Published on January 21st 2013
All this means that, as of January 30th, there will be a demand in the Euro funding market that was absent during 2012.
Click the link to read this article in pdf format: January 21 2013
In our last letter, I wrote that: “…The case of Wells Fargo and the temporary pause in the flight of deposits from the periphery of the European Union suggest that the process towards a meltdown, if any (and I believe there will be one) will be a long agony. Furthermore, in the short term, at the end of January, European banks have the option to repay the money lent by the European Central Bank in the Long-Term Refinancing Operations from a year ago, on a weekly basis. I expect them to repay enough to cause more pain to those still long of gold (including me, of course)…”
Today, I want discuss the implication of the repayment of loans made under the Long-Term Refinancing Operations. These loans were extended at the end of 2011 and at the beginning of 2012. The first thing that comes to mind, of course, is the irony that last Friday (i.e. January 18th), a $200 million 7-day repo operation by the Federal Reserve pushed the price of gold up $10/oz, while a EUR529.5 billion 3-yr collateralized loan from the European Central Bank (also known as the 2nd LTRO) made on February 29th, 2012 triggered a $100/oz sell-off. Should we expect the price of gold to rise upon the first repayment on January 30th? J
A Long-Term Refinancing Operation consists in the European Central Bank loaning funds (with a 3-yr maturity) to a bank, against collateral. Banks have the option to begin repaying loans taken under the first LTRO (made for EUR489 billion, at 1%) on January 30th, and on every week thereafter. The figure below (on the first LTRO only) should help visualize the above:
It is clear that an LTRO is a collateralized lending transaction. Why then is a repayment all of a sudden relevant? Because thanks to the backstop of Open Monetary Transactions, jump-to-default risk on the collateral used in the LTRO is perceived as non-existent. This suggests that the repayments will therefore not affect the assets purchased with the loans from the ECB. In other words, if the assets (i.e. Euro sovereign debt) that the banks had pledged as collateral are now backstopped, upon repayment of the loans, the banks will not feel the urge to get rid of them. Banks will simply have the option to fund their investments elsewhere, if appropriate. And lately, deposits in the periphery of the Euro zone seem to have ceased to flee.
All this means that, as of January 30th, there will be a demand in the Euro funding market that was absent during 2012. A bank that wants to ensure access to funds at reasonable prices may fall prey to the concept of certainty equivalence. To such bank, guaranteed funding today may seem more valuable than probably cheaper funding tomorrow, as sourcing funds in the fragile Euro market is nothing short of a non-cooperative game. But this means that in the absence of further interventions by the Central Bank, time has value (again)!!! In a world of zero-interest rate policy, such an achievement may have a relevance that goes beyond a steepener curve in the EUR funds market or the new dynamic between the EONIA and Refi rate. At the moment, one can only intuit that it will be supportive of risk and hence the Euro.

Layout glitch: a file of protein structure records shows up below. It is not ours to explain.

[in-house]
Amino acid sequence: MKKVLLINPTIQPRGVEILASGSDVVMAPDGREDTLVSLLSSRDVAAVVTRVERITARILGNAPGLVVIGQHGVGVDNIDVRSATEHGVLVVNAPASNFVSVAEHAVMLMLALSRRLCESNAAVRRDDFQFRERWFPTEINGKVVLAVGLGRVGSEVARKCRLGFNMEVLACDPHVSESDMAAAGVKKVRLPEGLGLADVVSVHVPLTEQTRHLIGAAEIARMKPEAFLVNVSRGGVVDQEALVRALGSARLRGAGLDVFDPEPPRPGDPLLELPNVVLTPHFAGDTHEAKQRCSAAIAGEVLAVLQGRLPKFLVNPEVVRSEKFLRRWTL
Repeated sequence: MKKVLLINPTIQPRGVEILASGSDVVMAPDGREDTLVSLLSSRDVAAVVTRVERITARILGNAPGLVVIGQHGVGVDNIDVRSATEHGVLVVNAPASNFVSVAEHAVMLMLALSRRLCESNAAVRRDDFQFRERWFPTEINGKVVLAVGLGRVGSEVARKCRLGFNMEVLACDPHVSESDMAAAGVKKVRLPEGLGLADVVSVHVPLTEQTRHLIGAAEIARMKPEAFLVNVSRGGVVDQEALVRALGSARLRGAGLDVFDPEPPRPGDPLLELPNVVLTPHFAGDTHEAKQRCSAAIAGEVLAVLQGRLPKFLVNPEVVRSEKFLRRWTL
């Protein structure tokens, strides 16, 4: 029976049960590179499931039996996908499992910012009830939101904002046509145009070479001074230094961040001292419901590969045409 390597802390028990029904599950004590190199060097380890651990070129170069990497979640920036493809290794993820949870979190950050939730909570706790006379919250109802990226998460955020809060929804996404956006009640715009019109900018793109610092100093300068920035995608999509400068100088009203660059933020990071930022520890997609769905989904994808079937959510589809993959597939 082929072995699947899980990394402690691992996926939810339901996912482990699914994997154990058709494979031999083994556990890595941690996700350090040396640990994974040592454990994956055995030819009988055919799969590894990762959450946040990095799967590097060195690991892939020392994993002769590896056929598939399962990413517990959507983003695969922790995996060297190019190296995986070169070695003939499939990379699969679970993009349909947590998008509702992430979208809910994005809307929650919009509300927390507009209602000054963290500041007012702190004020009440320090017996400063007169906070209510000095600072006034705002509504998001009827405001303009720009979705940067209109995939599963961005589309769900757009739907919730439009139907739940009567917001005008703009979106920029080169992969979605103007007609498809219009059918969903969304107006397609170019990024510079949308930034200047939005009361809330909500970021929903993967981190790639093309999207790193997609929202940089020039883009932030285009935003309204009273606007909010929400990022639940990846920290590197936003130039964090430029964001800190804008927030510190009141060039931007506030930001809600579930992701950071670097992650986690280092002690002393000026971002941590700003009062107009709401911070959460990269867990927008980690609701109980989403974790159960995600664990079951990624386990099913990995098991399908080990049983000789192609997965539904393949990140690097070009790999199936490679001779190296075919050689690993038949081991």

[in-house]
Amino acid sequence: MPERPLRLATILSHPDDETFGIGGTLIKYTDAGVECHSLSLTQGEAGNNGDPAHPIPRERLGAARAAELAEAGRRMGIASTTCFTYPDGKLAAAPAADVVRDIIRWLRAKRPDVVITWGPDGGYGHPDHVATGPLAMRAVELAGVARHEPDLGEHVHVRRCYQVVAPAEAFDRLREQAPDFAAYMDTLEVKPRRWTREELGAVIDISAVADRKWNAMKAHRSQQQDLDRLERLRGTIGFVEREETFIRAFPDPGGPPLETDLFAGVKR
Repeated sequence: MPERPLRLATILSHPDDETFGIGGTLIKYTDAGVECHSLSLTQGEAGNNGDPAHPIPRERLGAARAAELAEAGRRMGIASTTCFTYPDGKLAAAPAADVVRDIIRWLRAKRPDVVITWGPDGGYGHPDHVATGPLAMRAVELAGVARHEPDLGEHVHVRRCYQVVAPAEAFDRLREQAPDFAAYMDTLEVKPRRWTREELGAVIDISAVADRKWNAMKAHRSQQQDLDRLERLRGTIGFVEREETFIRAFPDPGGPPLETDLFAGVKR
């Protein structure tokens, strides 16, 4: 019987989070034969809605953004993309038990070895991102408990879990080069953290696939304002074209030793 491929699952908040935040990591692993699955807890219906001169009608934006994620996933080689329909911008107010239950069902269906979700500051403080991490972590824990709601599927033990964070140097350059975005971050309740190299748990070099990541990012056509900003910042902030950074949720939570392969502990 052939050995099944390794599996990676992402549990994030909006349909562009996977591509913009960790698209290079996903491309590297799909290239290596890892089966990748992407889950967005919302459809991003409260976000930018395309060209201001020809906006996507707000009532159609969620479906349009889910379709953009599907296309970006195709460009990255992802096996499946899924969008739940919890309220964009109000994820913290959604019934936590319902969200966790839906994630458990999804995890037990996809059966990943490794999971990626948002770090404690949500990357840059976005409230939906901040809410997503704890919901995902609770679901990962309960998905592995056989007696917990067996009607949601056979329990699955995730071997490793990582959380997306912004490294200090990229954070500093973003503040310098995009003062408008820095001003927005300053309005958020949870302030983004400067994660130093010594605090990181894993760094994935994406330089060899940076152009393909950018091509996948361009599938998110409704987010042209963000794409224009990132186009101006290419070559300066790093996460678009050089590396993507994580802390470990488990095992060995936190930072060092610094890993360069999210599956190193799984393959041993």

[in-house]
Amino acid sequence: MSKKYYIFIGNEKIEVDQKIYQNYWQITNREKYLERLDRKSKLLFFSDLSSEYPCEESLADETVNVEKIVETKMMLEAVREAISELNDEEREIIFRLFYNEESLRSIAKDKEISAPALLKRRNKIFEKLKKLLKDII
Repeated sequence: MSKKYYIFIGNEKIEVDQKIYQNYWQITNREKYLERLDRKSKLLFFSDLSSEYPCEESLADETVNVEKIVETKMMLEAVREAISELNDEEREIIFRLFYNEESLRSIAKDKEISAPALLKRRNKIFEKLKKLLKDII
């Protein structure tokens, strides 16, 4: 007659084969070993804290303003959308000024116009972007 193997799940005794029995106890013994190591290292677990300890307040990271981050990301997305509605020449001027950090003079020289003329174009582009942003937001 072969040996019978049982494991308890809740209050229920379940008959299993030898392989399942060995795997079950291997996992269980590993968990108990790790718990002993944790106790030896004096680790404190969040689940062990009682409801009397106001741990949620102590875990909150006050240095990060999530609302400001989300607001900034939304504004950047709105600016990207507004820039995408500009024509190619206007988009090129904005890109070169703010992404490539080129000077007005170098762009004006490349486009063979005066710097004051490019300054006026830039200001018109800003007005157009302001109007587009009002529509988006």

Initially, it may very well confuse the market, representing an opportunity to buy risk, including (physical) precious metals for the long term. But as I proposed earlier, in 2013 I expect imbalances to grow, and the most important gauge of these imbalances will be the value of the Euro. The higher it gets, the more difficult it will become for the Euro zone periphery to repay its debt. And I will have more to say about this in coming letters.
Published on March 4th 2012
“…The problem with this new situation is that eventually, we shall see a wave of EU corporates defaulting: Compared to US corporates, EU companies are exposed to higher taxes, an overvalued currency, institutional uncertainty and the benchmark rate ( i.e. sovereign spreads) is higher than that for US companies (i.e. US Treasuries)…”
Please, click here to read this article in pdf format: March 5 2012
Let’s start by confirming that we remain long-term bullish of gold, near-term neutral of stocks (and long-term bearish of stocks), bullish of corporate credit risk, neutral of sovereign risk (European and US). We are neutral on the EURUSD (but if we had to make only one trade and hold on to it, we would be bearish) and surprised by the latest performance of the Canadian dollar (happily surprised, of course, as we are long of this currency).
It is a widespread rumor by now that the huge sell off at theLondonfixing on Wednesday February 29th was not driven by Bernanke’s comments before the US Congress, but by plain manipulation, likely from a non-private seller. We, having seen no reaction in 30-yr Treasuries, decided to buy the dip, for we think that in this context one can only buy and hold gold, sitting tight in the face of all this volatility, or risking to lose one’s position in the bull trend.
Someone asked us why, if we were such believers in gold, did not buy stocks of mining companies. To answer this, we will have to first understand why we buy gold. It is not because of anything intrinsic to gold. We don’t care that we cannot eat gold or that it doesn’t give you a dividend. You cannot eat US Federal Reserve notes either and these, rather than give you a dividend…depreciate.
We have to understand that one of the services rendered by money, namely the storage of value, is no longer attached to fiat currencies. And the world needs that service. There is demand for a reserve asset and gold can address it. Is it the only asset fit for that? No! The only thing we care is that in the long run, the demand for that service will keep increasing and at the margin, even competing with other assets, gold will get a bid. It is that simple.